In November 2021, the route was altered when Chinese bombers went from their bases in northern China over eastern Russia and joined the Russian bombers off Vladivostok before entering the Sea of Japan.
Russia — A Big Threat For Japan?
The regularity and variations of these sorties, according to Japanese defense officials, indicate that Sino-Russian collaboration is moving into a definite phase.
The defense paper cited above noted: “Russia is modernizing its military equipment, including strategic nuclear forces, and is gradually enhancing the deployment capability of its military forces in remote areas by securing military bases outside Russia”.
Naval deployments too have deviated from past practice. In October 2021, 10 ships of a Sino-Russian armada conducted an exercise through the Tsugaru Strait.
They entered the contentious East China Sea. By showing their reach the Sino-Russian forces draw the attention of the US-Japan establishment to the northern Sea of Japan and divert attention from the SCS and Taiwan.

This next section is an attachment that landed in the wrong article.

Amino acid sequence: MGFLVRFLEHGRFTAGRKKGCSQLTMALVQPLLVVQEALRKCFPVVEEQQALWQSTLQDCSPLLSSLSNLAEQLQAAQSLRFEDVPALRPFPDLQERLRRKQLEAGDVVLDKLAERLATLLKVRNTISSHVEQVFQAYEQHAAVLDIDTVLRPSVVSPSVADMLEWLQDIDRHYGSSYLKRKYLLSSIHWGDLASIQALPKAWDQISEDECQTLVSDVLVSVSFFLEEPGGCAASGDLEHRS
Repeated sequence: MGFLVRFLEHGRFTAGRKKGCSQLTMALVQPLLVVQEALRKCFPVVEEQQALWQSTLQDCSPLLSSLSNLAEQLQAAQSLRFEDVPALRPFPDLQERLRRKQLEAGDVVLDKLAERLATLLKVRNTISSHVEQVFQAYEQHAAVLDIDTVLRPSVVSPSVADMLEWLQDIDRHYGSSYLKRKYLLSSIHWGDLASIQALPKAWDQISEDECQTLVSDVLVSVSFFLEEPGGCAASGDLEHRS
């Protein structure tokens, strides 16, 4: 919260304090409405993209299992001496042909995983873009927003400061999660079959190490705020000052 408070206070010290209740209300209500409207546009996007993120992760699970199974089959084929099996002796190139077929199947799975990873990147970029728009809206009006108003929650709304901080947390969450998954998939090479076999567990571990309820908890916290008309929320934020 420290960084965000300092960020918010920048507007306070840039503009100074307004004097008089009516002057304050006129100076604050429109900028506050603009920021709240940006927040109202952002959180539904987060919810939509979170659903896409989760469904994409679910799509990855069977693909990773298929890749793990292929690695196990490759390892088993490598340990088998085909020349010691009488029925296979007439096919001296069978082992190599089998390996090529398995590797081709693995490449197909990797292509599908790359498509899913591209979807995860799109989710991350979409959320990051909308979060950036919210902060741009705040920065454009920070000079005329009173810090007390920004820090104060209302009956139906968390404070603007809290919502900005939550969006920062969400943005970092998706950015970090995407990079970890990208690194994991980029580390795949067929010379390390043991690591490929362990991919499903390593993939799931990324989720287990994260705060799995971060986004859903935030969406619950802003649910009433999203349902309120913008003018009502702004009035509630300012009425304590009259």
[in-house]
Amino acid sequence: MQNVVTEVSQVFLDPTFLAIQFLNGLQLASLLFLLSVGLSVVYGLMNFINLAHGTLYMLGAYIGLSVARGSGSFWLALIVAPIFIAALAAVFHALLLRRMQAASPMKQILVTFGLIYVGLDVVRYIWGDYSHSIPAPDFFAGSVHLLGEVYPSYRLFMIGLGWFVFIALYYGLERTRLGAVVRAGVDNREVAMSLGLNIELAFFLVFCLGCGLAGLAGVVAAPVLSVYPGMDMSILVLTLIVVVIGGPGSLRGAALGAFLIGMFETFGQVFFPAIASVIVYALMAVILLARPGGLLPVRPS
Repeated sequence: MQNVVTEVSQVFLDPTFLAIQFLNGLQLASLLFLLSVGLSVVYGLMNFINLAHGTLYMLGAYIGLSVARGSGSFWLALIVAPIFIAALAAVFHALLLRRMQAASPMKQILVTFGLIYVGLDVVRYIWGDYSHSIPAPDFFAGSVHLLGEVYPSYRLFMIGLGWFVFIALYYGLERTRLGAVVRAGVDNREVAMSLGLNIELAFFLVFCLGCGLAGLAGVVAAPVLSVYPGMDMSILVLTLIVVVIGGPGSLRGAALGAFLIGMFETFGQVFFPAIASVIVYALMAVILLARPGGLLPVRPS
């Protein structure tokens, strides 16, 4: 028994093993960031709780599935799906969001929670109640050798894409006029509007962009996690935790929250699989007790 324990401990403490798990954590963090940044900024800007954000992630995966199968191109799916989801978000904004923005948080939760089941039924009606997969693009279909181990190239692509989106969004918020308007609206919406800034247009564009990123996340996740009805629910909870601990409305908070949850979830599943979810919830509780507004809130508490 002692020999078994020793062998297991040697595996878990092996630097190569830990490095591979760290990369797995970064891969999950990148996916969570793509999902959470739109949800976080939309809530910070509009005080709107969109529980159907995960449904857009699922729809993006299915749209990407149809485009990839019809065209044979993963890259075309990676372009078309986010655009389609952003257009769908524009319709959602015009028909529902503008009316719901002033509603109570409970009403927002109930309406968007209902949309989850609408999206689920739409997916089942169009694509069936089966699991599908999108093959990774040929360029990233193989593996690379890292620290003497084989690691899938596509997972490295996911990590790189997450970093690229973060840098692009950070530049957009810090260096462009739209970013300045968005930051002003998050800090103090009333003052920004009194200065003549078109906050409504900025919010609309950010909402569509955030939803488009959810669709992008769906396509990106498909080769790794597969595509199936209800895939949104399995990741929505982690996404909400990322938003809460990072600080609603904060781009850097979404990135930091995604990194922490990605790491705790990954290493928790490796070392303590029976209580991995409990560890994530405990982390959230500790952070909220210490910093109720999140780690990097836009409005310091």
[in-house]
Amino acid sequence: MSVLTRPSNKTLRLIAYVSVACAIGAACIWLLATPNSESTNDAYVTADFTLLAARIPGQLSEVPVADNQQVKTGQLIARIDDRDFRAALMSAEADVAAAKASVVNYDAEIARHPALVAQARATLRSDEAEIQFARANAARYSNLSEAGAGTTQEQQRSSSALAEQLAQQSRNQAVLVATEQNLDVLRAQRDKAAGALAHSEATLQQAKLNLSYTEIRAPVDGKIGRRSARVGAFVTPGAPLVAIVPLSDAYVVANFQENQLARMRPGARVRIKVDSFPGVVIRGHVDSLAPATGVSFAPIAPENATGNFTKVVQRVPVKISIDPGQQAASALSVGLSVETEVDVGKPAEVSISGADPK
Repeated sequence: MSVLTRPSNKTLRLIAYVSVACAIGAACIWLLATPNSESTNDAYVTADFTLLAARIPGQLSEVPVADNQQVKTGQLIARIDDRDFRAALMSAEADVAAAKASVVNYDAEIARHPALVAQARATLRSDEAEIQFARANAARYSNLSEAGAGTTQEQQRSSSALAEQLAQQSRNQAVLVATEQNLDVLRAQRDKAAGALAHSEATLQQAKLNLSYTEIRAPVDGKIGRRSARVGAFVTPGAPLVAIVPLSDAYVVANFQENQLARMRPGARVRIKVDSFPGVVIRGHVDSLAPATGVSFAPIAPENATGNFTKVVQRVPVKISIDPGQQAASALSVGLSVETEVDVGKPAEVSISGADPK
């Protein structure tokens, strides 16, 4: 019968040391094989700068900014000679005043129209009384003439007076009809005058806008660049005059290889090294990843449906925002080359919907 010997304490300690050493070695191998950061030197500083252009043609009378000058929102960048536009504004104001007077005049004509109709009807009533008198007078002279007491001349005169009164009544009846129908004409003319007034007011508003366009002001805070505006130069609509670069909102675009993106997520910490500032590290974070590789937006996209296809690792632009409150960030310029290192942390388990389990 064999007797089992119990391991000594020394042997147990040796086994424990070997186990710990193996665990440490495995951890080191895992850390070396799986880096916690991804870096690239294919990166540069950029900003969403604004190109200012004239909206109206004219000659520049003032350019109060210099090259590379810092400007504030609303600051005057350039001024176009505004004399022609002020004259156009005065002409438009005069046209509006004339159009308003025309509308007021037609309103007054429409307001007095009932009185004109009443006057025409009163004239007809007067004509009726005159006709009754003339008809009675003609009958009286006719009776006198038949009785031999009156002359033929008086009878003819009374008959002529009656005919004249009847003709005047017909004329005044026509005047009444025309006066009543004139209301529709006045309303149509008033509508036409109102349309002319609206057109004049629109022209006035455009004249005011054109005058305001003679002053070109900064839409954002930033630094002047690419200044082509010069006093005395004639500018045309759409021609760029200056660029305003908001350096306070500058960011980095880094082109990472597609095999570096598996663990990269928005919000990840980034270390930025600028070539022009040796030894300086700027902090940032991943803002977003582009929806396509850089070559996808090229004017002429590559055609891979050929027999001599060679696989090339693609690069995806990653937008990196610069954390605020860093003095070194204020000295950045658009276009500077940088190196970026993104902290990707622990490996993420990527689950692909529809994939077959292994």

The flotilla included the Chinese Type 055 guided-missile destroyer Nanchang, the Type 052D guided-missile destroyer Kunming, the Type 054A guided-missile frigates Binzhou and Liuzhou and the Type 903A supply ship Dongpinghu.
From Russia, the large anti-submarine ships Admiral Panteleev and Admiral Tributs, the sole instrumentation ship Marshal Krylov, and the corvettes of project 20380 Hero of the Russian Federation Aldar Tsydenzhapov and Gromkiy took part. In 2017 and 2019, similar but smaller ‘Joint Sea’ exercises were conducted.
The Tsugaru Strait lies between the main Honshu and northern Hokkaido islands. It is 19.5 km at the closest part. The Seikan Tunnel runs below, providing connectivity since 1988. The territorial waters of Japan are restricted to 3 nautical miles instead of 12, to permit the unquestioned passage of US nuclear-armed naval assets. It links the Sea of Japan with the Pacific Ocean. The Sino-Russian ships are now using the facilitation provided to the US navy.
China is developing the Julong-3 submarine-based intercontinental ballistic missile alongside the 096 nuclear submarine, which could be the vehicle for these. Once successfully developed, they could be deployed in the Sea of Japan, bringing the US East Coast within range of such missiles.